In this dynamic, interactive and instantaneous public cyber-sphere, opinions being made and spread are good, bad and sometimes ugly.
The global digital divide between those who are wired and those who are not is mirrored within Nepal. Affordability and accessibility issues have kept large sections of the population out of reach of the Internet. The digital divide, in fact, is just an extension of the income divide and education divide in Asia's most unequal country.
However, things are changing fast. The number of Facebook users in Nepal has crossed 1.4 million and is growing fast, there has been a sudden surge in Twitter accounts among Nepalis, and more and more people are reading news online. Many of the five million or so Nepalis who live and work abroad are hooked up to social media so they can keep in touch with home.
The Nepali media has so far not been affected by the migration of eyeballs to online sites, although print is suffering from advertisers moving to tv. But as the number of people getting news on PCs, laptops and smart phones increases, paper media will shed readers in the coming years. The new media is born, but the old is not dead yet.
Into this transition has arrived social media: blogs, email groups, online media, Facebook, Twitter, YouTube and what-have-you. Like it or not, this is going to affect politics because the young middle-class is getting wired in increasing numbers. A roundtable on social media organised this week by Himalmedia heard that more than half of Nepal's population is under 21. One way to look at this is as an alarming demographic bulge, but it also has huge political implications and opportunities. However, political parties and most leaders seem to be behind the curve in understanding new media even though it is going to have an increasingly important role in future elections.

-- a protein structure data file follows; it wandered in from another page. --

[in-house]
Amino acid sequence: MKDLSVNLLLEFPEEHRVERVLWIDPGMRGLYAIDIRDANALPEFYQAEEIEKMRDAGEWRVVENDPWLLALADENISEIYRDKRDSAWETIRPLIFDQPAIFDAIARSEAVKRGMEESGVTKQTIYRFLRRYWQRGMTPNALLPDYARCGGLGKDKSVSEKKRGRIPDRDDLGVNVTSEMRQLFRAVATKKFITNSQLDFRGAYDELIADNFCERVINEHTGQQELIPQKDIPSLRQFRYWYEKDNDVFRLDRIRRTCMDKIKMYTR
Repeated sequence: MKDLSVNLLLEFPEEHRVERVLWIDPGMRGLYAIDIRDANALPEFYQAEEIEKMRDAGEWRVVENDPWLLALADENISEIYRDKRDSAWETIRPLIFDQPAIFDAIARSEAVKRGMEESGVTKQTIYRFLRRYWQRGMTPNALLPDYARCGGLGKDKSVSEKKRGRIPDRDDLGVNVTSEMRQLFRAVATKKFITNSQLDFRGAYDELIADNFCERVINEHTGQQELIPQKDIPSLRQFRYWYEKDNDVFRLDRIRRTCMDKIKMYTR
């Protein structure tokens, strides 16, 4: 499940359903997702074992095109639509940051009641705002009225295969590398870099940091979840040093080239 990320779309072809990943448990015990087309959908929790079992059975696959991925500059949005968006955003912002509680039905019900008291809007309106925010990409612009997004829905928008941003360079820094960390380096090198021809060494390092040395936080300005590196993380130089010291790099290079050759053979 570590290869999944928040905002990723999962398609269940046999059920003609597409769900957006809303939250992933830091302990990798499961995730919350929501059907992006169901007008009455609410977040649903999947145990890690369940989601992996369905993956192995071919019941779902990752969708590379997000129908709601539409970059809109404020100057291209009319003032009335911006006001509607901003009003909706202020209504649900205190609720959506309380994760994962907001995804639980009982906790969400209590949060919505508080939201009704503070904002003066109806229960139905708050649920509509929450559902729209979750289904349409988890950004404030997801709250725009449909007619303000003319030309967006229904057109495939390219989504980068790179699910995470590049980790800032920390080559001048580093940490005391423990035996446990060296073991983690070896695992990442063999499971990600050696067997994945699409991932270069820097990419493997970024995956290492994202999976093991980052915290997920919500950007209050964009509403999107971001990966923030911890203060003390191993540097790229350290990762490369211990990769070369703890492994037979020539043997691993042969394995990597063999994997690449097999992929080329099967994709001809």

For now, social media is a free-for-all. It is still dominated by the personal, but is increasingly being used as a political platform by citizens to air their views. It is in this dynamic, interactive and instantaneous public cyber-sphere that opinions are increasingly being made and spread. News of the Maoist split spread right across Nepal and to the diaspora through Twitter and Facebook, long before it "broke" on mainstream media sites.
But, as with all media there are the good, the bad and the ugly. At a time when the mainstream press is being co-opted, coerced or bought off by political parties not known for their adherence to democratic and free press values, social media holds out the hope of keeping the democratic space open.
The Internet is a double-edged sword. Just as it can help mobilise pro-democracy uprisings, its very freedom also provides a forum for those against freedom. Not just in Nepal but across the world, social media instead the levelling the playing field and being a marketplace of ideas, fragments society into thought ghettos. Instead of building bridges, it fosters echo chambers for corrosive dialogue.
Nepali language social media, instead of bringing society together has turned increasingly into a carrier of hate speech across ethnic lines. Racism, intolerance, incitement to violence and open threats characterise many of the postings on social media sites. They range from absurd biological determinism to support for supposed superiority of certain castes, to vitriolic postings that resemble anti-Semitic rhetoric elsewhere.
This may be a way to let off steam, dissipate anger, and Nepal's strong inter-ethnic bonds may be able to withstand the onslaught, but it does have the potential to devastate social harmony and take communal ties to breaking point.
Fortunately most Nepalis, wired or otherwise, value peace and harmony and want grievances addressed without violence and conflict. This silent majority must speak out and interact more on social media to drown out the voices of hatred and racism.
Issue #610 (22 June 2012 - 28 June 2012)